Papa Jack Laine

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Papa Jack Laine
Birth name George Vital Laine
Also known as Jack Laine, Papa Jack, Papa Laine
Born (1873-09-21)September 21, 1873
New Orleans, Louisiana, U.S.
Origin New Orleans, Louisiana, U.S.
Died June 1, 1966(1966-06-01) (aged 92)
Jackson, Louisiana, U.S.
Genres Marching band
Traditional jazz
Instruments cornet

George Vital "Papa Jack" Laine (September 21, 1873 – June 1, 1966) was an American musician and a pioneering band leader in New Orleans in the years from the Spanish–American War to World War I.[1] He was often credited for training many musicians which would later become successful in jazz music. His Marching band was named Reliance Brass Band and it was the first to fuse European, African and Latin music together. The earliest jazz musicians can be traced back to playing within the Reliance Brass Band or being influenced from those who had.[2]

Laine in 1906

Many of the New Orleans musicians who first spread jazz around the United States in the 1910s and 1920s got their start in Laines marching band, including the members of the Original Dixieland Jass Band. Laine was a drummer, but was more noted for his skills at arranging and booking bands. Laine's musicians included individuals from most of New Orleans' many ethnic groups such as African American, English, French, German, Irish, Italian, Jewish, Latin American, Scottish, etc. He started leading bands in 1885 before the Jim Crow laws went into effect in New Orleans.[3] Due to the diverse background of many of his bands members such as their cultural background, socioeconomic status, age variations from young to old as well as musical experience (some having none at all) a broad range of ideas were developed and fused together leading to the early beginnings of jazz music.[3]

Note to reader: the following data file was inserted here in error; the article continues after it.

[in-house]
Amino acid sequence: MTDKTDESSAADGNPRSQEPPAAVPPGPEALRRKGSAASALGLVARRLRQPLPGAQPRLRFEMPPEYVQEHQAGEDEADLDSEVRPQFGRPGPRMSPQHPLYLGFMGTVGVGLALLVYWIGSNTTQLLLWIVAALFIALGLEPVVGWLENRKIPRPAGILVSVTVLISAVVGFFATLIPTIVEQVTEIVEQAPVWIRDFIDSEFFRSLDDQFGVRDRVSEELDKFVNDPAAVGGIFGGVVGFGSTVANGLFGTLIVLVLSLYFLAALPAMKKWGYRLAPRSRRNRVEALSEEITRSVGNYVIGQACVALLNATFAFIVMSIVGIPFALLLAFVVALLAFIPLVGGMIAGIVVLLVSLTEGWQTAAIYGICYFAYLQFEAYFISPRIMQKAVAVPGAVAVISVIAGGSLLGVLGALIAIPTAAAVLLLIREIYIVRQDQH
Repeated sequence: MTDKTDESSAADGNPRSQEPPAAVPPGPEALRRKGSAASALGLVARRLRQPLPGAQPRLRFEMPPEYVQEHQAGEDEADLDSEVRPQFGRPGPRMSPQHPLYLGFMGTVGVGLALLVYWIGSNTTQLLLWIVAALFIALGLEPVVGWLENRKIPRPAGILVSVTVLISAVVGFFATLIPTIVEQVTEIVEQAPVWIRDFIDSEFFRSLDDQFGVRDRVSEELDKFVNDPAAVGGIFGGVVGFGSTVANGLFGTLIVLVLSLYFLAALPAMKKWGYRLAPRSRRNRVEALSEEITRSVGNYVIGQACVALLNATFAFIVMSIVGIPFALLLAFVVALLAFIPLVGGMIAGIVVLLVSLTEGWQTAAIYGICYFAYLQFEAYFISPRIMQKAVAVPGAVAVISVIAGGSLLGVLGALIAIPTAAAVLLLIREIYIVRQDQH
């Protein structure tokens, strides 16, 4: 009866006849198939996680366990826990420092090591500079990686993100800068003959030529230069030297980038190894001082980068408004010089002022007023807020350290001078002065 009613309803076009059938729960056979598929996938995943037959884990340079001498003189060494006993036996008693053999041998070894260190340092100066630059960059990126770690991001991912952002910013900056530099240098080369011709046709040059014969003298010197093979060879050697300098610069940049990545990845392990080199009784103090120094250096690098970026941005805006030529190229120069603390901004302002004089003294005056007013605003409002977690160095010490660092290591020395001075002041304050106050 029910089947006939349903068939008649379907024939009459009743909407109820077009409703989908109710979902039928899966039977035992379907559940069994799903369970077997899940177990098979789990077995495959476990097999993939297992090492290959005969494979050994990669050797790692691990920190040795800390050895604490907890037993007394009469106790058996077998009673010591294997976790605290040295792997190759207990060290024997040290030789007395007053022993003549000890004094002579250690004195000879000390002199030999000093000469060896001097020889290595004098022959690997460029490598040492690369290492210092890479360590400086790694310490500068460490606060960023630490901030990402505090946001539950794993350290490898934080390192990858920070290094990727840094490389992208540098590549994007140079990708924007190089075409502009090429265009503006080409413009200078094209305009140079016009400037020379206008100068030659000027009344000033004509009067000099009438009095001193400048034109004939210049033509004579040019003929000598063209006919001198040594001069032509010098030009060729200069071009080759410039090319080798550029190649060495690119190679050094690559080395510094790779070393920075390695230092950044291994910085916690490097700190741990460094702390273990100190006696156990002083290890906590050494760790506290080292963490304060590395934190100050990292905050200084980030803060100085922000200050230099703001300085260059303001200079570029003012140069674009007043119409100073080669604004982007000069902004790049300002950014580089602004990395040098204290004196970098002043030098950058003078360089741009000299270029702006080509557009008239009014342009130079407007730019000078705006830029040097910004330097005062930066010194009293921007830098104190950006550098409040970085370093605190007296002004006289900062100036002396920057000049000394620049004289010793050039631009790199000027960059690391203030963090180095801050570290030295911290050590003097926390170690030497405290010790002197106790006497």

Even after segregation laws started demanding "whites" and "colored" be kept separate, Laine continued to hire light- and medium light-skinned African-American musicians, claiming that they were "Cuban" or "Mexican" if any segregationist tried to start trouble. As such his band attracted a large and diverse group of people such as Mexican clarinetist Lorenzo Tio, Sr., a pioneer of the jazz solo. Laine believed music brought people together.[3] Laine retired from the music booking business by 1920, but he was interviewed a number of times, providing first hand accounts of the early days of the development of New Orleans jazz. He had hired well over 100 musicians to play in his bands, including the following:


  1. ^ Yanow, Scott. "Papa Jack Laine: Biography". Allmusic. Retrieved April 17, 2011. 
  2. ^ "Birthplace of Jazz", New Orleans Music History Online,; accessed October 8, 2014.
  3. ^ a b c "Papa Jack" George Vetiala Laine, National Park Service,